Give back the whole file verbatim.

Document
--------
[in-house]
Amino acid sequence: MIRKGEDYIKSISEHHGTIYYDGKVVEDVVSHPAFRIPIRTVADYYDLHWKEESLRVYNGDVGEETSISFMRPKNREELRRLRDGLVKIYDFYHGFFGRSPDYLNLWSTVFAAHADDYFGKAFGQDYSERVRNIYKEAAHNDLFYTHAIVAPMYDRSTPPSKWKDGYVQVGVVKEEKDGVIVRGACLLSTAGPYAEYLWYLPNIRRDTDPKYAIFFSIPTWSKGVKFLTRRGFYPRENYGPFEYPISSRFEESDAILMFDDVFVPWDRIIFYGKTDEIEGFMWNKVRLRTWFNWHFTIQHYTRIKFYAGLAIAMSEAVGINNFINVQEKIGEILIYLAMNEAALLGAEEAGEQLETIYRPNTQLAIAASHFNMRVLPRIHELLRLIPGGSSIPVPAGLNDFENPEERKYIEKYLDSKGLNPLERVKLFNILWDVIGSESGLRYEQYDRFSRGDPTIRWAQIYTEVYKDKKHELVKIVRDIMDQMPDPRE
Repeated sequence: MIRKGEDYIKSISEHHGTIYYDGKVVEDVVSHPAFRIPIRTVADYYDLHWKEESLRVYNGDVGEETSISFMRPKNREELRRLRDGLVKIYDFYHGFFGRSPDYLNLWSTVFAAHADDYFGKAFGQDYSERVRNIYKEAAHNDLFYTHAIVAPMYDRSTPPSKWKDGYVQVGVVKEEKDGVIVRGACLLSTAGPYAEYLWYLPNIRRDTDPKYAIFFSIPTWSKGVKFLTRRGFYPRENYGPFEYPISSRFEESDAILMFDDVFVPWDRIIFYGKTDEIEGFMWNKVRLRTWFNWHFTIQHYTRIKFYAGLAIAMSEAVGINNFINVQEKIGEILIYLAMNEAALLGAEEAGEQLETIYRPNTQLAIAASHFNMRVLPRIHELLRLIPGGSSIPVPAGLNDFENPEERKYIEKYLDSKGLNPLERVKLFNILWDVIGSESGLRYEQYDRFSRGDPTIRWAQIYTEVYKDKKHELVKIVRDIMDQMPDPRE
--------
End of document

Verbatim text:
[in-house]
Amino acid sequence: MIRKGEDYIKSISEHHGTIYYDGKVVEDVVSHPAFRIPIRTVADYYDLHWKEESLRVYNGDVGEETSISFMRPKNREELRRLRDGLVKIYDFYHGFFGRSPDYLNLWSTVFAAHADDYFGKAFGQDYSERVRNIYKEAAHNDLFYTHAIVAPMYDRSTPPSKWKDGYVQVGVVKEEKDGVIVRGACLLSTAGPYAEYLWYLPNIRRDTDPKYAIFFSIPTWSKGVKFLTRRGFYPRENYGPFEYPISSRFEESDAILMFDDVFVPWDRIIFYGKTDEIEGFMWNKVRLRTWFNWHFTIQHYTRIKFYAGLAIAMSEAVGINNFINVQEKIGEILIYLAMNEAALLGAEEAGEQLETIYRPNTQLAIAASHFNMRVLPRIHELLRLIPGGSSIPVPAGLNDFENPEERKYIEKYLDSKGLNPLERVKLFNILWDVIGSESGLRYEQYDRFSRGDPTIRWAQIYTEVYKDKKHELVKIVRDIMDQMPDPRE
Repeated sequence: MIRKGEDYIKSISEHHGTIYYDGKVVEDVVSHPAFRIPIRTVADYYDLHWKEESLRVYNGDVGEETSISFMRPKNREELRRLRDGLVKIYDFYHGFFGRSPDYLNLWSTVFAAHADDYFGKAFGQDYSERVRNIYKEAAHNDLFYTHAIVAPMYDRSTPPSKWKDGYVQVGVVKEEKDGVIVRGACLLSTAGPYAEYLWYLPNIRRDTDPKYAIFFSIPTWSKGVKFLTRRGFYPRENYGPFEYPISSRFEESDAILMFDDVFVPWDRIIFYGKTDEIEGFMWNKVRLRTWFNWHFTIQHYTRIKFYAGLAIAMSEAVGINNFINVQEKIGEILIYLAMNEAALLGAEEAGEQLETIYRPNTQLAIAASHFNMRVLPRIHELLRLIPGGSSIPVPAGLNDFENPEERKYIEKYLDSKGLNPLERVKLFNILWDVIGSESGLRYEQYDRFSRGDPTIRWAQIYTEVYKDKKHELVKIVRDIMDQMPDPRE